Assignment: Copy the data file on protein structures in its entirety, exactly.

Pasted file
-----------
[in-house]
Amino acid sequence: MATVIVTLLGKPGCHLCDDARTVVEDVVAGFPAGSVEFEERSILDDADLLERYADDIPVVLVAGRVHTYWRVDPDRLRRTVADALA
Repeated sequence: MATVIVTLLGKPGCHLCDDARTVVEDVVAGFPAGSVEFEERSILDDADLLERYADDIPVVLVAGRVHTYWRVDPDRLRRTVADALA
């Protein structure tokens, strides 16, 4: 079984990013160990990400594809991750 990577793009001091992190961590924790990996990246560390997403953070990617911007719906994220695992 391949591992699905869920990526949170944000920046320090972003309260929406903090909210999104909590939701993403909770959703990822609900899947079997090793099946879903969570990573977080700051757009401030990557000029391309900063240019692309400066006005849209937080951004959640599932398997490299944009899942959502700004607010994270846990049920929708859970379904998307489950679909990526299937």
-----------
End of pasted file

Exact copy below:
[in-house]
Amino acid sequence: MATVIVTLLGKPGCHLCDDARTVVEDVVAGFPAGSVEFEERSILDDADLLERYADDIPVVLVAGRVHTYWRVDPDRLRRTVADALA
Repeated sequence: MATVIVTLLGKPGCHLCDDARTVVEDVVAGFPAGSVEFEERSILDDADLLERYADDIPVVLVAGRVHTYWRVDPDRLRRTVADALA
């Protein structure tokens, strides 16, 4: 079984990013160990990400594809991750 990577793009001091992190961590924790990996990246560390997403953070990617911007719906994220695992 391949591992699905869920990526949170944000920046320090972003309260929406903090909210999104909590939701993403909770959703990822609900899947079997090793099946879903969570990573977080700051757009401030990557000029391309900063240019692309400066006005849209937080951004959640599932398997490299944009899942959502700004607010994270846990049920929708859970379904998307489950679909990526299937």